#PdF11: Looking Forward to Tunisia's Global Voice--Sami Ben Gharbia
BY Micah L. Sifry | Thursday, May 5 2011
A quick note on why I am so excited that Sami Ben Gharbia of Tunisia's Nawaat.org human rights group blog and Global Voices will be speaking at PdF 2011 next month as part of our slate of keynoters exploring the rapid pace of change in the Middle East and North Africa.
A few days ago, Nawaat.org turned down a major award, the 2011 Arab e-Content Award, because the prize is sponsored by the government of Bahrain. In a statement, the group referred to its policy of avoiding government support, and condemned the Bahrain government for the arrest of scores of bloggers and human rights activists & the arbitrary blocking of websites and blogs critical of the government and its ruling family.
A few weeks ago, I was in Italy for the International Journalism Festival, and watched Ben Gharbia sternly criticize Al Jazeera Egypt correspondent Ayman Mohyeldin for his network's failure to support the popular democracy movement in Bahrain in the same way that it had in Tunisia and Egypt. As an example, Ben Gharbia noted that Al Jazeera was not showing citizen-generated video from Bahrain in the same way it did from Tunisia and Egypt, in effect allowing the government's version of events to hold sway. In response, Mohyeldin fell back on every TV journalist's favorite chestnut: We all make mistakes; don't trust any news service. What, don't trust Al Jazeera? I sat up in my chair: Bloggers schooling mainstream media, but in the Arab context.
Two prizes that Nawaat has proudly received recently: The Reporters Without Borders Netizen Prize for 2011, and the Index on Censorship New Media Award for 2011. The group was especially recognized for its work creating the TuniLeaks website, which brought to light key State Department cables from the archive obtained by WikiLeaks, helping to spur the protests that led to revolution in Tunisia late last year.
And none of this happened overnight. Ben Gharbia and his colleagues have been building Nawaat and the Tunisian movement for human rights and democracy for seven years. Not only did they seize on blogging as their way of building independent media, they have long been in the forefront of other creative uses of new media. Here, for example, is a 2004 remix of the famous Apple "Think Different" ad that his partner Astrubal made to attack the Ben Ali regime--years before the Hillary Clinton mashup that was so famous in 2007:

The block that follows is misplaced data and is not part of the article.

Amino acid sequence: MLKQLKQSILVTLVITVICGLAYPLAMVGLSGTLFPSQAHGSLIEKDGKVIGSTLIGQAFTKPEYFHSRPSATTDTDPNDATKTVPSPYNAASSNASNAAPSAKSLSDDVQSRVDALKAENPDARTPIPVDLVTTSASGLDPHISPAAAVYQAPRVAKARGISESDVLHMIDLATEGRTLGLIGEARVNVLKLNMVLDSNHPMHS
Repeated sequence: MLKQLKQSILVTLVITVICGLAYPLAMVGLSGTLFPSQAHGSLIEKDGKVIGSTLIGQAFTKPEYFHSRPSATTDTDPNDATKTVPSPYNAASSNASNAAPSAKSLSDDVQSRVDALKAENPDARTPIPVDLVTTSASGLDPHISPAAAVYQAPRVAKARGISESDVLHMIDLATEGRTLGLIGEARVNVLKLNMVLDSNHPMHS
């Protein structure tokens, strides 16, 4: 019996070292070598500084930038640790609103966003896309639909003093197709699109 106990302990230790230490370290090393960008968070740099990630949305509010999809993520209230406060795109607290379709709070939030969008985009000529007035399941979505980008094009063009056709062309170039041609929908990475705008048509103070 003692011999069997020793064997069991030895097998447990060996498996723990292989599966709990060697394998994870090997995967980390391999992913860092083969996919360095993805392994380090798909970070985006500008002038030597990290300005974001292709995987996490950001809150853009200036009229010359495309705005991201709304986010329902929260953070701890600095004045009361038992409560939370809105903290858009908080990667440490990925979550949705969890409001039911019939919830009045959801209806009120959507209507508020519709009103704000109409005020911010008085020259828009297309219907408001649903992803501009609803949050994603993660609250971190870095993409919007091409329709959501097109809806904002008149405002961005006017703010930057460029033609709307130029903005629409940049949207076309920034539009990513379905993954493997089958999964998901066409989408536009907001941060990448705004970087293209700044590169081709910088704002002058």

Dans la tête d’Aziza... by fikrat
[This post by Ethan Zuckerman gives a fuller history.]
They also made an interactive map of Tunisian prisons, which won a mashup award from Programmable Web in 2006. And here is a Google Earth video Astrubal made that used planespotting databases to show where the President and his wife were jetting off to Europe on shopping sprees.
For all his work with new media and technology, Ben Gharbia doesn't strike me as an internet utopian. Just read his long essay on "The Internet freedom fallacy and Arab digital activism," which he posted last fall in response to the rising efforts of American diplomats to promote digital democracy efforts. He writes:
For digital activism in the Arab world to achieve its noble aspirations, it must remain independent and homegrown, tapping its financial, logistic and moral support into the grassroots level or try to seek a support from neutral parties that do not push for any kind of political or ideological agenda. Of course, this does not mean we should be completely disconnected from the global digital activism experience that we need to understand, interact with and learn from. At the present time, we urgently need to resist every governmental attempt to hijack or politicize our space, publicly denounce it and make sure that we are making informed decisions, rather than naively accepting ideologically tinted Internet Freedom funding and support.
Something new and important is happening here, folks. And I'm looking forward to learning more about it when Ben Gharbia and all the other great speakers we have coming to PdF 2011 help us dig in.